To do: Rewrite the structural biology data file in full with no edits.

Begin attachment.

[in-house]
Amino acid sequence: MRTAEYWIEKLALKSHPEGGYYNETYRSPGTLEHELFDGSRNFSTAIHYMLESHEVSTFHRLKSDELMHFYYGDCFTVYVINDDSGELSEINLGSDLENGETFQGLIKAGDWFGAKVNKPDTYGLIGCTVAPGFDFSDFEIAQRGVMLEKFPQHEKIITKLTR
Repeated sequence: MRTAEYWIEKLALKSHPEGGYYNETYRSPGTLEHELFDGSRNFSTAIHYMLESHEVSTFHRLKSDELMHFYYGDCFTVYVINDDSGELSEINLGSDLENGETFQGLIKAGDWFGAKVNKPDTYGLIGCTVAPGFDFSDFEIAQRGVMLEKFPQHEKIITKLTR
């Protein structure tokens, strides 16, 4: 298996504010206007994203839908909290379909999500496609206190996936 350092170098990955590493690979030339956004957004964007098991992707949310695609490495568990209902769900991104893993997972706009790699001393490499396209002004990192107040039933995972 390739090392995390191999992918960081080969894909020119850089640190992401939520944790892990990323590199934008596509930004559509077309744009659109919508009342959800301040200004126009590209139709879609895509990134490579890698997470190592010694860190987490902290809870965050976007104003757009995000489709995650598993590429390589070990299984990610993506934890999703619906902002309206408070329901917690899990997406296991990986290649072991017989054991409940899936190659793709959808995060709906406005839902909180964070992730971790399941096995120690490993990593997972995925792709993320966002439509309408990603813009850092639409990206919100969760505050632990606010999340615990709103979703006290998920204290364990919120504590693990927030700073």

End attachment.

[in-house]
Amino acid sequence: MRTAEYWIEKLALKSHPEGGYYNETYRSPGTLEHELFDGSRNFSTAIHYMLESHEVSTFHRLKSDELMHFYYGDCFTVYVINDDSGELSEINLGSDLENGETFQGLIKAGDWFGAKVNKPDTYGLIGCTVAPGFDFSDFEIAQRGVMLEKFPQHEKIITKLTR
Repeated sequence: MRTAEYWIEKLALKSHPEGGYYNETYRSPGTLEHELFDGSRNFSTAIHYMLESHEVSTFHRLKSDELMHFYYGDCFTVYVINDDSGELSEINLGSDLENGETFQGLIKAGDWFGAKVNKPDTYGLIGCTVAPGFDFSDFEIAQRGVMLEKFPQHEKIITKLTR
């Protein structure tokens, strides 16, 4: 298996504010206007994203839908909290379909999500496609206190996936 350092170098990955590493690979030339956004957004964007098991992707949310695609490495568990209902769900991104893993997972706009790699001393490499396209002004990192107040039933995972 390739090392995390191999992918960081080969894909020119850089640190992401939520944790892990990323590199934008596509930004559509077309744009659109919508009342959800301040200004126009590209139709879609895509990134490579890698997470190592010694860190987490902290809870965050976007104003757009995000489709995650598993590429390589070990299984990610993506934890999703619906902002309206408070329901917690899990997406296991990986290649072991017989054991409940899936190659793709959808995060709906406005839902909180964070992730971790399941096995120690490993990593997972995925792709993320966002439509309408990603813009850092639409990206919100969760505050632990606010999340615990709103979703006290998920204290364990919120504590693990927030700073």